Reversing a position he took in the heat of his 2006 reelection campaign, U.S. Rep. Dave Reichert joined 170 fellow House Republicans in signing on to a letter to FCC Chair Julius Genachowski, urging him not to proceed with plans to protect Net Neutrality by reclassifying broadband as a “telecommunications service.”
In a 2006 debate with challenger Darcy Burner, Reichert claimed strong support for Net Neutrality in response to a question from the Seattle Times’ Ryan Blethen:
I also support net neutrality. [The Internet] should be an equal place where people to come, equal companies to come. It should be the choice of the people, when they Google, the biggest company doesn’t come up, but the company that the people have chosen as the most important site pops up. That’s why I supported, and voted for, net neutrality.
Yet now that Reichert feels safely ensconced in incumbency, in an arguably Republican-leaning year, he has apparently abandoned his former stance, and joined colleagues Doc Hastings and Cathy McMorris Rodgers in toeing the Republican Party line against the interests of his Internet dependent district.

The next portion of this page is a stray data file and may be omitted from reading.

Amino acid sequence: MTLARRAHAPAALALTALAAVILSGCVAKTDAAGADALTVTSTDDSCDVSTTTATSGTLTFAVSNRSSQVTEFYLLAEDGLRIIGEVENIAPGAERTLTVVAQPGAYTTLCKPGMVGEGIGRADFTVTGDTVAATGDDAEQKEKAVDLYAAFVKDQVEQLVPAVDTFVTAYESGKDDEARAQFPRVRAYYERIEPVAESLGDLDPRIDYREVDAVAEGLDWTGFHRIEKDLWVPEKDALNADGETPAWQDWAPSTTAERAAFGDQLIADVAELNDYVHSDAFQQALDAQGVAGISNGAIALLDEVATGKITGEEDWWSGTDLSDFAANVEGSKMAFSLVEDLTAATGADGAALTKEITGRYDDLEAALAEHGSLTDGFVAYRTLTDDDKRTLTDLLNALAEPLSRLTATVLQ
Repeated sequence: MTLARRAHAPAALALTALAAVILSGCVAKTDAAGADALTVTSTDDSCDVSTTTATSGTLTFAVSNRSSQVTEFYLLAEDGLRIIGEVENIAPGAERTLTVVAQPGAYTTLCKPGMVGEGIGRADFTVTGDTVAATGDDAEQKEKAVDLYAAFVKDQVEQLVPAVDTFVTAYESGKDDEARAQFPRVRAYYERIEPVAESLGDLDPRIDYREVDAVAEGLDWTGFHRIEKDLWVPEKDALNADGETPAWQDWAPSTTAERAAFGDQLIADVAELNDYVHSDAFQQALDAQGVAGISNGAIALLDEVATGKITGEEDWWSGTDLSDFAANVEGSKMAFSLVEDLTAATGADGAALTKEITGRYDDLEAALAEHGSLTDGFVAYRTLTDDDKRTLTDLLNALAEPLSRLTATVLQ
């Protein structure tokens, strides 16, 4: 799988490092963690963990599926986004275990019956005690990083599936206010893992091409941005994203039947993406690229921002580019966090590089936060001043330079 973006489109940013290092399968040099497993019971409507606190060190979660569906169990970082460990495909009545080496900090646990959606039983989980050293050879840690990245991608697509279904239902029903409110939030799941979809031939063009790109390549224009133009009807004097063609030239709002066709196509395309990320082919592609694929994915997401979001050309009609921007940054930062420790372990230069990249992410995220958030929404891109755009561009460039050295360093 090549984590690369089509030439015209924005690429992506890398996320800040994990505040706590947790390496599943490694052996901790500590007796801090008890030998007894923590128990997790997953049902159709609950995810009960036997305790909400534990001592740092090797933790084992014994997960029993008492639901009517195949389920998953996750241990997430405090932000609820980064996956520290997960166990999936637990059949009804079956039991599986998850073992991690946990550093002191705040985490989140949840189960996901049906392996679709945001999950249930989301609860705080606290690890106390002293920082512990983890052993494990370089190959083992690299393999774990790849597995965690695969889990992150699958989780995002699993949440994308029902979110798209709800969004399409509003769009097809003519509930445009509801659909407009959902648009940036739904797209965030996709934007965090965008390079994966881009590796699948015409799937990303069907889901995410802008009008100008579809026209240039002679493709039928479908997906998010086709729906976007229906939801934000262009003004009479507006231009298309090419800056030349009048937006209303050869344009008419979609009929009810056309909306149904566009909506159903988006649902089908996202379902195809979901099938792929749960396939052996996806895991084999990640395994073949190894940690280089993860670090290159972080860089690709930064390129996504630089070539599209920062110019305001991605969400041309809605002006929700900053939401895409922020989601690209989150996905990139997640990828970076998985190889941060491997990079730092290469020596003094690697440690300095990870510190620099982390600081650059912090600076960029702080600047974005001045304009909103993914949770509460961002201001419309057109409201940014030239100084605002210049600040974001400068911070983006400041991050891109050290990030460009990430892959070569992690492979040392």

Not that such an unprincipled reversal should come as much of a surprise from a congressman who, in the absence of reporters, routinely brags about the calculated manner in which he casts his votes. Did Reichert ever really support Net Neutrality? Did he even understand the issue? Or was this merely a position he was advised he had to take when facing off against the net-savvy Burner in his net-savvy district, and in the midst of a blue wave election?
And given the way Reichert proudly claims (behind closed doors) a “90/10” Republican voting record in what he acknowledges to be a “50/50 district,” voters must wonder if there any issues on which he can be trusted to take an unwavering, principled stand. As Josh succinctly explains over at Publicola:
We’re not rubes, we get how politicians work. However, Reichert’s candor belies the credit he’s been given by Seattle Times for being “principled,” a reason they’ve given their hundreds of thousands of readers to vote for him.
More important, if Reichert isn’t an environmentalist at heart, voters should know that because when push comes to shove on future bills (when he’s more confident with his long term incumbency), he may feel comfy voting his real conscience.
That’s assuming Reichert actually has a “real conscience” on anything other than abortion, the one issue he privately admits drove him into the arms of the anti-choice Republican Party.
So much for his “conscience-driven independent streak.”